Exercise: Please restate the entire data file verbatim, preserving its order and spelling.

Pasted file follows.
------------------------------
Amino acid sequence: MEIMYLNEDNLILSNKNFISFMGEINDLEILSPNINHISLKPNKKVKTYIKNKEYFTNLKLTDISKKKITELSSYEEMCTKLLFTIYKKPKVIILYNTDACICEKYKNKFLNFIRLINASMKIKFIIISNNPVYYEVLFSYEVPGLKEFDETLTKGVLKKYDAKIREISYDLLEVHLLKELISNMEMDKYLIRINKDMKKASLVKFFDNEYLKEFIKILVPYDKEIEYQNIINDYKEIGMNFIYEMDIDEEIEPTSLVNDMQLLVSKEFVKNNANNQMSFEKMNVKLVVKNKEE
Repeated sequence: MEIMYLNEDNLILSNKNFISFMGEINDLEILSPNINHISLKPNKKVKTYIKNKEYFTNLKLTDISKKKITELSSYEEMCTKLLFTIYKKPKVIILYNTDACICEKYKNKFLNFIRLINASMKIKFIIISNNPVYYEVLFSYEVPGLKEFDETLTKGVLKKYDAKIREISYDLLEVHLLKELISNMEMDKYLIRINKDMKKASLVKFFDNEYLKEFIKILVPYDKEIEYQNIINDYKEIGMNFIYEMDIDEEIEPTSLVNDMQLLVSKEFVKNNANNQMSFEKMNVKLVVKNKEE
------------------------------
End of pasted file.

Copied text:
Amino acid sequence: MEIMYLNEDNLILSNKNFISFMGEINDLEILSPNINHISLKPNKKVKTYIKNKEYFTNLKLTDISKKKITELSSYEEMCTKLLFTIYKKPKVIILYNTDACICEKYKNKFLNFIRLINASMKIKFIIISNNPVYYEVLFSYEVPGLKEFDETLTKGVLKKYDAKIREISYDLLEVHLLKELISNMEMDKYLIRINKDMKKASLVKFFDNEYLKEFIKILVPYDKEIEYQNIINDYKEIGMNFIYEMDIDEEIEPTSLVNDMQLLVSKEFVKNNANNQMSFEKMNVKLVVKNKEE
Repeated sequence: MEIMYLNEDNLILSNKNFISFMGEINDLEILSPNINHISLKPNKKVKTYIKNKEYFTNLKLTDISKKKITELSSYEEMCTKLLFTIYKKPKVIILYNTDACICEKYKNKFLNFIRLINASMKIKFIIISNNPVYYEVLFSYEVPGLKEFDETLTKGVLKKYDAKIREISYDLLEVHLLKELISNMEMDKYLIRINKDMKKASLVKFFDNEYLKEFIKILVPYDKEIEYQNIINDYKEIGMNFIYEMDIDEEIEPTSLVNDMQLLVSKEFVKNNANNQMSFEKMNVKLVVKNKEE